Jonathan Hartley Jonathan Hartley - 9 days ago 4x
Python Question

How do I decode unicode one line at a time in Python 2.7?

The correct way to load unicode text from Python 2.7 is something like:

content = open('filename').read().decode('encoding'):
for line in content.splitlines():

(Update: No it isn't. See the answers.)

However, if the file is very large, I might want to read, decode and process it one line at a time, so that the whole file is never loaded into memory at once. Something like:

for line in open('filename'):

loop's iteration over the open filehandle is a generator that reads one line at a time.

This doesn't work though, because if the file is utf32 encoded, for example, then the bytes in the file (in hex) look something like:

hello\n = 68000000(h) 65000000(e) 6c000000(l) 6c000000(l) 6f000000(o) 0a000000(\n)

And the split into lines done by the
loop splits on the
byte of the
character, resulting in (in hex):

lines[0] = 0x 68000000 65000000 6c000000 6c000000 6f000000 0a
lines[1] = 0x 000000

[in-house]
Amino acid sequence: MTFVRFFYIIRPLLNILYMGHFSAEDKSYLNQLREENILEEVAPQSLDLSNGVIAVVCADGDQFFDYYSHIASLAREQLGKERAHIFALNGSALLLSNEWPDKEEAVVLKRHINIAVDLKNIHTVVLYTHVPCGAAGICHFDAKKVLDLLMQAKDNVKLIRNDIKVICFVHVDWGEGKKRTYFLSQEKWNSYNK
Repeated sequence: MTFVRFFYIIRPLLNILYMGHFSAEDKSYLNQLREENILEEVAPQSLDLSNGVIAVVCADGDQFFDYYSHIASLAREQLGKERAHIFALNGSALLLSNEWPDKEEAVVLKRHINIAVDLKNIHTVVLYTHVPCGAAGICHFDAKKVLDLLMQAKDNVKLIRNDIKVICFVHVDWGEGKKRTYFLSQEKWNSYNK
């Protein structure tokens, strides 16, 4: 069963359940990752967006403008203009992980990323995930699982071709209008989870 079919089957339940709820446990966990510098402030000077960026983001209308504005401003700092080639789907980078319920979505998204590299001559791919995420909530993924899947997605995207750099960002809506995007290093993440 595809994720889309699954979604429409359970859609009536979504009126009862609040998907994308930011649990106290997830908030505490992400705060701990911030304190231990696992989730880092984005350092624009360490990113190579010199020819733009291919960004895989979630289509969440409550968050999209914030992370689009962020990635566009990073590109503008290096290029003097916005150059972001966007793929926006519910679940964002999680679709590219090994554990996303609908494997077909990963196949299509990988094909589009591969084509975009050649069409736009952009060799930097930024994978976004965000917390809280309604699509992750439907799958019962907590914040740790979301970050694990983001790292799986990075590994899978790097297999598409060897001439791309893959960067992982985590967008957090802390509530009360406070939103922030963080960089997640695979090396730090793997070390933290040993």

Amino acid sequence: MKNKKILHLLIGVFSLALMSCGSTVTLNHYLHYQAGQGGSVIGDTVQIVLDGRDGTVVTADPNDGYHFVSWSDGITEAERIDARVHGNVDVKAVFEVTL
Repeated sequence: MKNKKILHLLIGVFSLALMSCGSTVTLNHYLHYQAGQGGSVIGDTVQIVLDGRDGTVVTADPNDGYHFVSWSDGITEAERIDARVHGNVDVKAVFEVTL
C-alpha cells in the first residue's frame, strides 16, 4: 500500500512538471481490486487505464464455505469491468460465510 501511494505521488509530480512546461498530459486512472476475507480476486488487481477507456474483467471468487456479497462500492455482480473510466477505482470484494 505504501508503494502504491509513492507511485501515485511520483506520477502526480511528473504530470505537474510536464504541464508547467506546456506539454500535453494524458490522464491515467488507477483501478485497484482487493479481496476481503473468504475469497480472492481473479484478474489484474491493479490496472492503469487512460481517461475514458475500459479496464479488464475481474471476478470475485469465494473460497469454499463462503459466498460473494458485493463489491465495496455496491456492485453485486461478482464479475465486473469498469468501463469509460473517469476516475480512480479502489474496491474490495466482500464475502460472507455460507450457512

So part of the
character is left at the end of line 1, and the remaining three bytes end up in line 2 (followed by whatever text is actually in line 2.) Calling
on either of these lines understandably results in a

UnicodeDecodeError: 'utf32' codec can't decode byte 0x0a in position 24: truncated data

So, obviously enough, splitting a unicode byte stream on
bytes is not the correct way to split it into lines. Instead I should be splitting on occurrences of the full four-byte newline character (0x0a000000). However, I think the correct way to detect these characters is to decode the byte stream into a unicode string and look for
characters - and this decoding of the full stream is exactly the operation I'm trying to avoid.

This can't be an uncommon requirement. What's the correct way to handle it?


How about trying somethng like:

for line in"filename", "rt", "utf32"):
    print line

I think this should work.

The codecs module should do the translation for you.